After the Tsunami, a Push for Green Reconstruction

As tsunami relief efforts across Asia continue to help needy people, plans for rebuilding the region are also beginning to take shape, and many environmental-minded groups are calling for careful planning for sensitive coastal regions.

"Healthy ecosystems can save lives," said Isabelle Louis, the World Wildlife Fund’s Asia-Pacific director. "Places that had healthy coral reefs and intact mangroves, which act as natural buffers, were less badly hit by the tsunami than those where the reefs had been damaged and mangroves ripped out and replaced by prawn farms and poorly planned beachfront hotels."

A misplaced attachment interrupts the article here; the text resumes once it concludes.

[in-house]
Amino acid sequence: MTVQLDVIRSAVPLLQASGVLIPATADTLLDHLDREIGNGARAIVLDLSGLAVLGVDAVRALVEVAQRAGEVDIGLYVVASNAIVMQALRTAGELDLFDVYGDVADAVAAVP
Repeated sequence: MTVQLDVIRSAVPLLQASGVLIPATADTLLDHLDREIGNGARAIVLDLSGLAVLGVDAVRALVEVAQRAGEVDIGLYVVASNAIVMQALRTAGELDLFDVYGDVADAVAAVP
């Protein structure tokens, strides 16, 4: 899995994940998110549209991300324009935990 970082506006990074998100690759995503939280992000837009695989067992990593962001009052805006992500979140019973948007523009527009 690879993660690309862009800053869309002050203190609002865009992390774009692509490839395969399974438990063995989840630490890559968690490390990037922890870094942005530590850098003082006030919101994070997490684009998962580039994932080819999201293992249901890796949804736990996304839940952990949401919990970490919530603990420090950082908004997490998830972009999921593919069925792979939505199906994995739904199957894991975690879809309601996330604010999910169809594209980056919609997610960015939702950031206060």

The MS Swaminathan Research Foundation, another enviro-helper, said that mangrove-restoration projects in the region, which have restored some 37,000 acres of the swampy groves along the coastline, saved hundreds of families in fishing villages from the tsunami's fury.

WWF emphasizes the role of natural buffers such as coral reefs, marshes, and forests in limiting the impact of the tsunamis. And once humanitarian needs are met, reconstruction, according to WWF, should involve environmentally-sustainable coastal planning, such as not building within a safety zone delimited by the high-tide mark.

Furthermore, along with the WWF, the Worldwide Fund for Nature is warning against indiscriminate over-logging of lumber to reconstruct the region. Though some trees will certainly be needed for emergency housing, forest resources should be managed sustainably, in order to avoid other natural disasters. Via Grist ::Planet Ark ::Terra Daily [by MO]